How to Be More Creative: 3 Ways to Recapture Your Childlike Creativity

30 06 2009

Did you know that by the time we are 40, we are expressing less than 2% of the measurable creativity we demonstrated as a child?

Children are naturally creative. Think of all the ways a child can take an ordinary object and turn it into something extraordinary. Like how a tattered t-shirt can become a magical cape that makes you fly, how a sandcastle turns into a mystical land full of castles with dragons and princesses, or how an imaginary friend stirs up adventures to pursue.

When we are childlike, we give ourselves the space to play with new concepts, to see things from a shifted perspective, or to imagine something entirely new. As adults, we express less creativity than we did as children because of: 1) having years of exposure to the “usual” or “accepted” approach, and 2) being limited to the practicality and logic of our adult minds.

There is a lot of creative value when we approach the world with childlike wonder and imagination. So how do we maintain the creative spirit as we grow up?

There are some key characteristics that are more abundant in children and add to their creativity. When we can recapture some of these characteristics and apply them to our creative process, we help open our minds to more imagination and creativity.

Characteristics of Childlike Creativity

  • Curiousness
  • Playfulness
  • Imagination
  • Open-mindedness
  • Adaptability
  • Questioning
  • Spontaneity
  • Wonderment

“The best place to go with a child is in their imagination.”  Amie, age 16

3 Ways To Recapture Your Childlike Creativity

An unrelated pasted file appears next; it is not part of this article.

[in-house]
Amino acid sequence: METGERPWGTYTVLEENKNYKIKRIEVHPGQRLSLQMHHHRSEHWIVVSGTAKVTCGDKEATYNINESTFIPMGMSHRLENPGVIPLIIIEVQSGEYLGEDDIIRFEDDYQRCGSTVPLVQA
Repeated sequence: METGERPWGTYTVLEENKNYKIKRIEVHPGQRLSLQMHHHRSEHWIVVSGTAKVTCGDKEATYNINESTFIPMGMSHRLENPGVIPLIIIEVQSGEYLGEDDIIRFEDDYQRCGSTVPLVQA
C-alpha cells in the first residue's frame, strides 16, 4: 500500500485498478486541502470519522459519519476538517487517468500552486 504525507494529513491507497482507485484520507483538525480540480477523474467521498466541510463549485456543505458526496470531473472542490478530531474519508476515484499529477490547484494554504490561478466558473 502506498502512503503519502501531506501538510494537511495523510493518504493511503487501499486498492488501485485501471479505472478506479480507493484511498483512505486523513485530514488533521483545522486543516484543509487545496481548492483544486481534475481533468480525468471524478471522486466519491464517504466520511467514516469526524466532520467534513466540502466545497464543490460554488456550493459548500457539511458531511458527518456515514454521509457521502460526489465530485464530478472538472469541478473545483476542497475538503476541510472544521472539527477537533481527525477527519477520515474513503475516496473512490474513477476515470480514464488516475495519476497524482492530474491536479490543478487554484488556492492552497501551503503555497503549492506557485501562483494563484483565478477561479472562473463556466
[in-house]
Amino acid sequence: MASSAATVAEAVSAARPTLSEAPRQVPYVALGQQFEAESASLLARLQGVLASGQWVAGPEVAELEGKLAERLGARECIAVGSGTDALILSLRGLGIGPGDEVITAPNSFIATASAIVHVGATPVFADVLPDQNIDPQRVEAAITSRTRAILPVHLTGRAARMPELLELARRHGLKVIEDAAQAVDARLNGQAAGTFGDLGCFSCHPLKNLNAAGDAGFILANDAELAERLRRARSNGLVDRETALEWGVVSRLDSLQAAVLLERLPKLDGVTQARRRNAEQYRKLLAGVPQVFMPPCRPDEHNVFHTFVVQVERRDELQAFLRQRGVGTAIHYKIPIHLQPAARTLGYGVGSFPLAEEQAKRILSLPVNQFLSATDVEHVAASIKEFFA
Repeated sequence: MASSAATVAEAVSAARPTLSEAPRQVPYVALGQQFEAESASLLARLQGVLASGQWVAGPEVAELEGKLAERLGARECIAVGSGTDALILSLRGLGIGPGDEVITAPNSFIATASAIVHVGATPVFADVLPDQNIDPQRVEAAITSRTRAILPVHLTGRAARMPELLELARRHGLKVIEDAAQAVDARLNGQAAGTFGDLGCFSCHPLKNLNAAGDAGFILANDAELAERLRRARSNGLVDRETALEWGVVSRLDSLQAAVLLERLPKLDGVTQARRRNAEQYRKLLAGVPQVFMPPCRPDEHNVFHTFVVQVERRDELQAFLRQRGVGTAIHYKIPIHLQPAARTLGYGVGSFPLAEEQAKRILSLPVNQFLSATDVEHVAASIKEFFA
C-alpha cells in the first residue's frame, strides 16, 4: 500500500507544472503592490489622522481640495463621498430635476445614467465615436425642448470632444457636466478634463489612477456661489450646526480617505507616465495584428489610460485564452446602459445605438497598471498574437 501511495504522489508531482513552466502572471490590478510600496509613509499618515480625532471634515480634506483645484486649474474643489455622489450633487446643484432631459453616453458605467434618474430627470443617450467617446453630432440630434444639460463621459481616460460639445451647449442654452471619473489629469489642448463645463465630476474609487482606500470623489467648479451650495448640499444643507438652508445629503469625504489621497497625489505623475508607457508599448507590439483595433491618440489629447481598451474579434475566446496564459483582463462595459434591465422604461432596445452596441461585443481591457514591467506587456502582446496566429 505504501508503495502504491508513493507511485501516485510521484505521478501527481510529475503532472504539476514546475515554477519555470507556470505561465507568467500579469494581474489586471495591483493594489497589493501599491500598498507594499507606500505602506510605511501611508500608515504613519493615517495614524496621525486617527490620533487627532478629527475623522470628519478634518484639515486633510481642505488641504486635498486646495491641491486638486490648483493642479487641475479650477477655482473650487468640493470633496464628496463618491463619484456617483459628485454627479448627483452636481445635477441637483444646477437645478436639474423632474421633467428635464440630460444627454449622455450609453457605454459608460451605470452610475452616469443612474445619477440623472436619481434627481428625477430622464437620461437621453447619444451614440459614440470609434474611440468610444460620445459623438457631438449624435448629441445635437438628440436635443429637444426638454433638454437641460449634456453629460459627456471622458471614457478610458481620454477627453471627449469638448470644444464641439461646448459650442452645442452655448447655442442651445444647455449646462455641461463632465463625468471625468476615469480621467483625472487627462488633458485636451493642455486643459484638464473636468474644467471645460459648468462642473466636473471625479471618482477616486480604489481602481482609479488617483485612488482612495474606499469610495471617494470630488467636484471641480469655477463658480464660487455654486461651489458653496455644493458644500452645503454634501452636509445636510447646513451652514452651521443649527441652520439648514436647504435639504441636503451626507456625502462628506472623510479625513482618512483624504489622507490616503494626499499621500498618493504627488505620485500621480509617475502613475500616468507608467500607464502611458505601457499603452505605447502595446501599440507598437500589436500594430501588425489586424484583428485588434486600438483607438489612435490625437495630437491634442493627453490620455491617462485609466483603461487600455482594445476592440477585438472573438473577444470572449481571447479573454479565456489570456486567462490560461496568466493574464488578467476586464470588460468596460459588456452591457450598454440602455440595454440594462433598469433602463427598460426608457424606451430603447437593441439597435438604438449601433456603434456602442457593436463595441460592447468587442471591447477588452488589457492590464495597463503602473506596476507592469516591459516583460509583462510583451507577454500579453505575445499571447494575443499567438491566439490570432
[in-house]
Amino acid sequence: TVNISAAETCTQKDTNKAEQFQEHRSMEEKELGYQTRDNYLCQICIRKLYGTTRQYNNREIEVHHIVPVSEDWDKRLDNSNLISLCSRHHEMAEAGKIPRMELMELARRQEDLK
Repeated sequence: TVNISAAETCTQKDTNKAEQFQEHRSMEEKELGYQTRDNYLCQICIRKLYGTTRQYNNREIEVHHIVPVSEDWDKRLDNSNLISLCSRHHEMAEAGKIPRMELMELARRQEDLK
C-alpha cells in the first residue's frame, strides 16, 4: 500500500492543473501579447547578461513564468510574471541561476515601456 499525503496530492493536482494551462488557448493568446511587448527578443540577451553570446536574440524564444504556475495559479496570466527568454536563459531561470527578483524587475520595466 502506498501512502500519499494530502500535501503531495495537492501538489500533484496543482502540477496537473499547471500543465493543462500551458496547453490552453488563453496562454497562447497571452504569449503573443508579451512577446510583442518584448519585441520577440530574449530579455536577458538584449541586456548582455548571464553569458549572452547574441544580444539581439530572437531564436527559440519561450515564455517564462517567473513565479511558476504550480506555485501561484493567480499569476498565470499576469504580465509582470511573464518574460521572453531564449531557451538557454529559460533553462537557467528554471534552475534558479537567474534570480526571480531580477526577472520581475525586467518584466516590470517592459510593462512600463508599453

1. Let Your Imagination Run Wild
An active imagination is at the heart of creative thinking. For the young child, fact and fantasy, dreaming and waking, wish and reality, are all without clear distinction. In a child’s world it’s finding how a t-shirt can become a magical cape; in an adult’s world it’s looking at how to make a man fly, cure disease, or walk on the moon.  When you let your imagination loose without the confines of the common approach, you open yourself up to new ideas and creative possibilities.

2. Be Curious and Open-Minded
Believe no idea is a bad idea—consider and be open to anything. Curiosity and open-mindedness prevent stagnation in creative enterprises; without these qualities, some creative longevity is lost.

In Rob Eastaway’s book, “Out of the Box: 101 Ideas for Thinking Creatively” he says that there are three stages of life:

From 0 to 4 years old is the “Why not?” stage.
From 5 to 11 years old is the “Why?” stage.
From 12 onward is the “Because” stage.

When we remain curious (why/why not) we keep our minds open to new perspectives. As we get older, we enter the “Because” stage and start to lose the “curiosity and wonder about the world that leads us to ask those crucial questions, “Why?” and “Why Not?”

3.  Think Outside the Box: Embrace a New Perspective
As adults it is easy to get trapped into seeing things from one perspective—mostly because we are exposed to the usual approach and how things are normally done. When we can look at things from a different perspective, we can see a new way to do things—this is where innovation happens.

I just read a story about a little girl who was watching her sister’s dance recital. After watching the ballerinas dance on their toes for a while, she turned to her mommy and wondered, “Why don’t they just get taller ballerinas?”

To help gain a new perspective, ask yourself:

  • Is there a new way to approach this?
  • What hasn’t been tried before?
  • What am I not seeing?
  • Who can I talk to that might have a fresh perspective?

The greatest thing about creativity is that there is always room for new perspectives and learnings, no matter what age.

  • A pen and paper are all you need to create a new world. Michelle, age 13
  • You should never jump out of a tree using trash bags as parachutes. April, age 10
  • Childhod is not preparation for life. It is life.  James, age 9
  • I like to draw because it makes my mind flow. Todd, age 10 Read the rest of this entry »